I was disappointed with the camera's macro capabilities. I wanted to get much closer to my subjects, but my macro shots always came out blurry. Even indoors with the bright flash, the camera was not able to pick up sharp details up close.
Indoors, pictures in general looked blurry. A few shots, though, have me worried. Some of my indoor shots came out with a dramatic pink coloration. I could see this issue on the viewfinder as well, as I note in my video sample below. The HTC HD2 has similar problems at launch, but the issue was fixed in a later firmware update. Hopefully this is not a chronic problem with the HD7.
Video quality from the HD7 seemed even better than the still image quality. The high-def, 720p video I shot with the camcorder looked great, among the best I've seen on a phone. It wasn't flawless. The camera adjusts the focus while you're shooting video, but it did not always adjust in time, and I ended up with long stretches of blur. Still, when the view is sharp, the video looks great.
The version of Internet Explorer on the HTC HD7 finally brings Microsoft devices into the modern age of mobile browsing. Pages look completely accurate on the Web browser. Every page I tried offered a full desktop version, so you won't have to suffer through the mobile versions of CNN, New York Times or whatever your favorite site may be. I had a little trouble with Google Reader, as the browser would get caught scrolling through the frames in my RSS feed. This was not the same as the buggy scrolling problems I had with the social networking apps, it was just a browser layout issue.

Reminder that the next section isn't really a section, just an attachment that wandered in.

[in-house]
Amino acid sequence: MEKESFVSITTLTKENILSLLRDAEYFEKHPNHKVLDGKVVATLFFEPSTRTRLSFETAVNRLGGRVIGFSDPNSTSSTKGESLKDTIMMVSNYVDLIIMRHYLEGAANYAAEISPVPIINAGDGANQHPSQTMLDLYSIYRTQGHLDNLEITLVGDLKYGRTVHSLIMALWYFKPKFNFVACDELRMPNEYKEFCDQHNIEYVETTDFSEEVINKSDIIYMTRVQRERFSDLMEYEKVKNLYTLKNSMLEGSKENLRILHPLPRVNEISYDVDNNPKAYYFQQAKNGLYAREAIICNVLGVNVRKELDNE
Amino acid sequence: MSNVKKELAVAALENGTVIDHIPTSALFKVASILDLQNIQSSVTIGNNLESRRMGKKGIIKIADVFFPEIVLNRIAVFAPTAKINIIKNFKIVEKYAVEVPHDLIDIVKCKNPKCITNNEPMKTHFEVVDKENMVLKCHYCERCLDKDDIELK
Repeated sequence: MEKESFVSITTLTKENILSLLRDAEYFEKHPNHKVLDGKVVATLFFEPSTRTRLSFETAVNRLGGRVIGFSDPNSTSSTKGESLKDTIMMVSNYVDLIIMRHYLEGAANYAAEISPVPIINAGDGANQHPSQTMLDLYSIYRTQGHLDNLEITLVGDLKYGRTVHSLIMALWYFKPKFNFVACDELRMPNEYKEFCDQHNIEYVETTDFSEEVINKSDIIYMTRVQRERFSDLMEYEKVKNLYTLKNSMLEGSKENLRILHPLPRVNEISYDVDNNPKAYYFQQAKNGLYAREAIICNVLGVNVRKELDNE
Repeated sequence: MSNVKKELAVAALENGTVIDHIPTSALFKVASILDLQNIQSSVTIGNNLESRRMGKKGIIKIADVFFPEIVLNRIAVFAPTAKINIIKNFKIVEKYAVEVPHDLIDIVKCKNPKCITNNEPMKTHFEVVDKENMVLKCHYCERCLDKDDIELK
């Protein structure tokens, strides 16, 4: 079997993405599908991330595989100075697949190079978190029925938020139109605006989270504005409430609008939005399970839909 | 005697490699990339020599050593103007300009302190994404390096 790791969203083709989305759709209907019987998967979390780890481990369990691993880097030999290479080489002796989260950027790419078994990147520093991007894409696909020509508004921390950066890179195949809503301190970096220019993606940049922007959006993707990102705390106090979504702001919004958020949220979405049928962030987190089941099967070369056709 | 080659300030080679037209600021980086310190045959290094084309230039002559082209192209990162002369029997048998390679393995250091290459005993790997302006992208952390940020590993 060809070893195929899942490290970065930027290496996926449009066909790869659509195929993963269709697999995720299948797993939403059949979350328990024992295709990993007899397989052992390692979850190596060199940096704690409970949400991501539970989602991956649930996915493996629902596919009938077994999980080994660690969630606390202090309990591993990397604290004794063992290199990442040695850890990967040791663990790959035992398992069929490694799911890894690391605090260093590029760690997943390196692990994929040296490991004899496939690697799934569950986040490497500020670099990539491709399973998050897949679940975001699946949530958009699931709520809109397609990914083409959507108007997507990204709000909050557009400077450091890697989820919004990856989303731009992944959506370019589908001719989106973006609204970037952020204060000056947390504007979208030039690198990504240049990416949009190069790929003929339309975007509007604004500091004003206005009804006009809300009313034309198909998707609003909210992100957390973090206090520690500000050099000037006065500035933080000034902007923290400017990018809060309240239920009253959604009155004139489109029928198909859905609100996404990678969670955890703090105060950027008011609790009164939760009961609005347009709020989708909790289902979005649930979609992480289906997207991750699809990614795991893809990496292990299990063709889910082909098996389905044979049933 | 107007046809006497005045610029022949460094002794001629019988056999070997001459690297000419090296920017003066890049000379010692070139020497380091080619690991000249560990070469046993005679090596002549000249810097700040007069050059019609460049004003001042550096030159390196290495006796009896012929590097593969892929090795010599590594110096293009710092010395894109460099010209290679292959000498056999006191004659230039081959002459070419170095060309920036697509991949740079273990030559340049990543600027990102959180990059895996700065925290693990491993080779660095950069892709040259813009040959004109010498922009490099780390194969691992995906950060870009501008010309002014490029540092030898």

Navigating through pages was a breeze on the HD7. The screen is perfect for reading Web sites. The Web browser responded very quickly as I flicked up and down a page, and the pinch-to-zoom feature was incredibly smooth. I'd like to see Flash support in the future, but that's still a rarity on smartphones.
Windows Phone 7 doesn't allow customization so much as it allows you to organize your stuff. The Start screen tiles can be rearranged however you like, and every tile can be removed from the Start column. That column can get pretty long as you start adding Web pages, contacts and Bing Maps, but the tiles are big enough that you can scroll through them in a hurry.
You can adjust the theme of WP7 as well. The background can be black or white (a very light grey, really), and you can change the color of the main Start tiles and other interface bits. There are 10 colors to choose from, including some striking and some more staid choices. I'd like to have a color picker so that I can choose my own favorite color.
I had no trouble pairing the HD7 with my Bluetooth headset and stereo speakers. The headset sounded pretty good, without any more noise than I'd expect from a Bluetooth earpiece. The speakers sounded even better. The HD7 cannot pair with a PC for object transfers, so you won't be able to send pictures or files back and forth from the phone, at least not wirelessly.
The lock screen on the HTC HD7 has a nice, big clock on it, along with the date and plenty of incoming call and message notification options. Once you've unlocked the screen, all you get is a miniscule clock in the notification bar up top. It's tiny, even on the giant HD7 screen. That clock persists through many apps but not all of them, so you won't be able to check the time on the HD7 without hitting the Start button or locking then unlocking the screen.